KL: What best prepared you for such a race?
GA: I told my wife it was climbing 14ers but that was more of an excuse to go to the mountains again in the future. Probably the biggest difference cutting way back on drinking pop. I sit at a computer all day at work and usually would drink a bottle of pop each morning and afternoon. Cutting that out and drinking water made enough of a difference to drop 15 pounds. I made up for lost time drinking a lot of Coke during the race and the caffeine seemed to have more of an effect than before.

KL: What’s something non-running that helped you at Superior?
GA: I just mentioned not drinking pop, but I’ll throw in one other thing, volunteering at races. John Stewart mentioned drinking Boost when we were marking the Chippewa 50K and John Horns talked about using Shot Blocks at Hard Rock when we were cleaning up after an Endless Summer race. I was able to eat both of those better than a lot of other things that I usually eat.

KL: Did you have any low points during the race? If so, what helped you through it/them?
GA: This year there were no really low spots. I stayed really focused to the point of trying not to look around at the views.

KL: Can you tell us about the benefit race your family holds?
GA: Five years ago my brother Doug passed away suddenly two weeks before Superior. His heart went into a bad rhythm and stopped. He was a runner too and a doctor. The following year the Night Owl Races started to raise money toward a scholarship for people going into a medical profession. The race that we wanted to put on was a six hour timed event, but we knew that wouldn’t be the kind of thing that would raise a lot of money so we have a 5K and 10K as well. The 5K and 10K are run under the lights on the ski trails at Lake Elmo Park Reserve. The first 3 years, the Lakeview Foundation put on the race. We were lucky to be able to get Jeff Allen to be the race director for those years. Once the scholarship raised enough money to keep going, the foundation wanted to get out of the business of putting on races and so our family decided to take over. I like to think of the races as part of the slippery slope of ultra running. The 5K/10K races are a good safe intro to night running and the Six Hour Shuffle is just long enough to start getting into ultra distances.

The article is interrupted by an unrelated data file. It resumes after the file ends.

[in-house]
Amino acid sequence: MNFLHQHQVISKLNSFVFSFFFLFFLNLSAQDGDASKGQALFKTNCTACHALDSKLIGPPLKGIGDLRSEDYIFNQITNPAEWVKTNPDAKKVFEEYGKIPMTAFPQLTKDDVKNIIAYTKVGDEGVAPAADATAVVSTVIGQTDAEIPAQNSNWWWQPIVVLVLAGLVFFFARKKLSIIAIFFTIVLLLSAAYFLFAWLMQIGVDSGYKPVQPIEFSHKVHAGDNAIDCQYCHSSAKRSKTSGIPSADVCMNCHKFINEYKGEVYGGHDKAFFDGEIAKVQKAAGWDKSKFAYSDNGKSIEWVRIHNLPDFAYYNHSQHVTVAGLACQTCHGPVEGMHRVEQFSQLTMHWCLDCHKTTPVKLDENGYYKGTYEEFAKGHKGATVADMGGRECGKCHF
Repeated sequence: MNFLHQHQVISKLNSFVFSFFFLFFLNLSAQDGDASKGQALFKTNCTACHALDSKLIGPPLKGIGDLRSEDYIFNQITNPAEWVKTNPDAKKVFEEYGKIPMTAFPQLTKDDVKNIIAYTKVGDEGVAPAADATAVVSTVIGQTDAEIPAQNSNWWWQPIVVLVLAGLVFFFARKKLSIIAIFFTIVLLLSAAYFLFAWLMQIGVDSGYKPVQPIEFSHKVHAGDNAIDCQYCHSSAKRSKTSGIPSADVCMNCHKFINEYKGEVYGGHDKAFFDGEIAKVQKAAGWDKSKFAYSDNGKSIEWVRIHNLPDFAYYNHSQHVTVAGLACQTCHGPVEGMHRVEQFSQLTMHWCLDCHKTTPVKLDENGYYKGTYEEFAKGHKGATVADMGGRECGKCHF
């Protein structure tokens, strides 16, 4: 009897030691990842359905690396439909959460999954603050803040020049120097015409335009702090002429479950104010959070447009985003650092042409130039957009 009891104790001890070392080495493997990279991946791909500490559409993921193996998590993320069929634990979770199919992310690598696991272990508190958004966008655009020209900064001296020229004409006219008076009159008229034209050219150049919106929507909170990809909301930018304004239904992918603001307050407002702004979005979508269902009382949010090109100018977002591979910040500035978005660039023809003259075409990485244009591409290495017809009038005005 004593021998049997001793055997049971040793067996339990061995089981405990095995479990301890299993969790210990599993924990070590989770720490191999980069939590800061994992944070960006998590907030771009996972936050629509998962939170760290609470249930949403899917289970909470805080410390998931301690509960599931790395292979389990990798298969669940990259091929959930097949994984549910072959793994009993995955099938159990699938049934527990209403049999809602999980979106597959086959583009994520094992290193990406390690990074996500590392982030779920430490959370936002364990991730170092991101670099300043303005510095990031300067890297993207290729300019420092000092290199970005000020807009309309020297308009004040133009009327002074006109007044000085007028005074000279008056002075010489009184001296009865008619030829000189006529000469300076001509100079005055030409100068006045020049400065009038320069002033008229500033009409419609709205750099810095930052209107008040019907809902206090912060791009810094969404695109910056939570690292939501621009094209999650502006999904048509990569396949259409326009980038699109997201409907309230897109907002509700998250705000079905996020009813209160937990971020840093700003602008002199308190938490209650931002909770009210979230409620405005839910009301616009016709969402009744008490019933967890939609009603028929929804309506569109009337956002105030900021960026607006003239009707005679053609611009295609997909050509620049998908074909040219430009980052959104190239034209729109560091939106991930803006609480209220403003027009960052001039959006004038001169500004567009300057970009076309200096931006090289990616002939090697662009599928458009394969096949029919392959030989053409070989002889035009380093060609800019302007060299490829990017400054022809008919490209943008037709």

KL: Bonus question: Please make your own question (and answer) that reveals something you think we should know about.

GA: I don’t know how much this reveals, but it’s kind of a fun question. What’s the best thing you overheard on the course?

One of the good things about being out in the woods so long is all the good stories we get to hear on the trail. With 50 milers going by, sometimes all we hear are one or two lines. Coming down Moose Mountain right near the end, I heard someone say “This is the hill that made me quit smoking.” Kind of adds a little perspective to it all.

A Special Award for Greg “Legend of the Sport” Allen – Photo Credit David Markman